Anyway, what prompts this longish revelation about my early morning perversions is a recent paper that describes the courtship behavior of my fave critters, the zebrafish, published in a newly launched journal titled Zebrafish. Darrow and Harris have characterized the courting behaviors and also done a developmental study of its appearance—just the kind of stuff I’ve been interested in lately. Here’s the abstract:
Zebrafish, Danio rerio, is introduced here as a useful organism for investigating teleost courtship display and its development. Pair matings of adult zebrafish confirmed that the courtship behavior sequence fell into three general phases: initiatory, receptive/appetitive, and spawning. The developmental onset of identifiable courtship behaviors was also studied. Interestingly, the progression of behaviors in a typical bout of adult courtship was found to recapitulate the ontogeny of the courtship components as they were first expressed in juvenile fish. This finding suggests that the systems controlling the maturation and sequential expression of behaviors stimulated the expression of the later ones. This idea is consistent with the finding that courtship displays of immature fish were stimulated if they were housed with adults for a short period of time. This characterization of courtship display in zebrafish, including its development, opens the door to a forward genetic analysis of vertebrate reproductive behavior.
Some of the particularly useful parts of the paper were the identification and labeling of the behaviors:
The five male behaviors were: 1) Chase (following or swimming alongside female); 2) Tail-Nose (touching the females side or tail with nose or head); 3) Encircle (circling around or in front of female); 4) Zig-Zag (tail sweep and circle along females body, resembling a figure eight);and 5) Quiver (rapid tail oscillation against females side). The female behaviors were: 1) Approach (abrupt swimming movement like Present expressed independently of any male courtship behaviors); 2) Escort (swimming alongside male or remaining still while being courted); 3) Present (halting in front of male exposing side or swimming up and down in front of male); 4) Lead (returning at least three times to one location in the tank); 5) Egg-Lay (release of eggs with a twitch of the body, also known as oviposition). Egg-Lay can be expressed repeatedly throughout the courtship episode, with the female releasing 5-20 eggs at a time.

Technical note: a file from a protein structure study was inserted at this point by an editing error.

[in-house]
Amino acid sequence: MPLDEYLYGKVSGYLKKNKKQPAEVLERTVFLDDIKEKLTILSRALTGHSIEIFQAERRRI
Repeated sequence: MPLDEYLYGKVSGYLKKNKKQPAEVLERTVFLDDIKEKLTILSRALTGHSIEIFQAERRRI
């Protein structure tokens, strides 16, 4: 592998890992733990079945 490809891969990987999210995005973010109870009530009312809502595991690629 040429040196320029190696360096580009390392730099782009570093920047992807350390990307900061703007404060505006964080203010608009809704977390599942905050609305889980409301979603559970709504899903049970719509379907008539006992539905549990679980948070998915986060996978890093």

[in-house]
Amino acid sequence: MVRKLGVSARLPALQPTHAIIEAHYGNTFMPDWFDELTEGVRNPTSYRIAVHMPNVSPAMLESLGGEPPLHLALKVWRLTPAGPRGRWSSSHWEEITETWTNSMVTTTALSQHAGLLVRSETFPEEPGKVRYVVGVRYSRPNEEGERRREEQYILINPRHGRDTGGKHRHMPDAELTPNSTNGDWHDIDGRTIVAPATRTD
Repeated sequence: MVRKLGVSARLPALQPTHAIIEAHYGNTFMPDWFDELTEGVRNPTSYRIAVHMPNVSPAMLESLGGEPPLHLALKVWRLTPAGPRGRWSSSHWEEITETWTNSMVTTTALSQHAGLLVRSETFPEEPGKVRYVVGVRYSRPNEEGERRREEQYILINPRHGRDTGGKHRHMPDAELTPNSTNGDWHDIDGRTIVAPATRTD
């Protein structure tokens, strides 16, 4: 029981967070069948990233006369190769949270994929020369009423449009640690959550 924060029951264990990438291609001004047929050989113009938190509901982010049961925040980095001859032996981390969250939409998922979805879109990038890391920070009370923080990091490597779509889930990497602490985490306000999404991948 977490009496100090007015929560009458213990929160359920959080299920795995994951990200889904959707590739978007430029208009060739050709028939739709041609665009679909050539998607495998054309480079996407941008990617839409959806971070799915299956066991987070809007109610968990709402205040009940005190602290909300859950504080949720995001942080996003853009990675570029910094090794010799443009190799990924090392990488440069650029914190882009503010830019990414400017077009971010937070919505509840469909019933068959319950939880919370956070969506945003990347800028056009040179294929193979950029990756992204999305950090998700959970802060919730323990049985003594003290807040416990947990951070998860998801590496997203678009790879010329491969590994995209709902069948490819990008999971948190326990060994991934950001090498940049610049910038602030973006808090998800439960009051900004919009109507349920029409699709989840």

I’ve seen all those! The paper isolated the fish pairwise to make these observations, so I may be seeing some differences, though; this list sounds relatively static, but when I’ve seen the Quiver, for instance, the fish are also racing from one end of the tank to the other, and there may be an additional male doing an Encircle or Zig-Zag at the same time. These dry descriptions also don’t do justice to the romance, or the lovely way a plump female can shimmy, or the frantic desperation of the males.
OK, I have been spending way too much time watching fish.
Darrow and Harris have an excellent summary diagram to illustrate what the interactions between the fish look like, although it didn’t seem to reproduce very well (and the pdf version of the journal article is just awful). Take a look.
Zebrafish are common tropical freshwater fish, and lots of people have them in their home aquariums. If you do, you should try getting up sometime before dawn and watching them go at it. What you’ll typically see is that, when you flip on the lights, they’ll have been sleeping and will just be moving slowly around the tank. They’ll begin to school up, and start bumping and nuzzling each other; often, a pair (a slender male and a plump female) will get playful, with frequent fast darts and chasing, and pretty soon the whole school is tumbling along in a wild rumpus, with an unmistakably greater level of activity than you usually see during the day. It’s great fun. Download the Darrow and Harris paper and try to follow along. Get the kids up early for an educational experience!
Darrow KO, Harris WA (2004) Characterization and Development of Courtship in Zebrafish, Danio rerio. Zebrafish 1(1):40-45.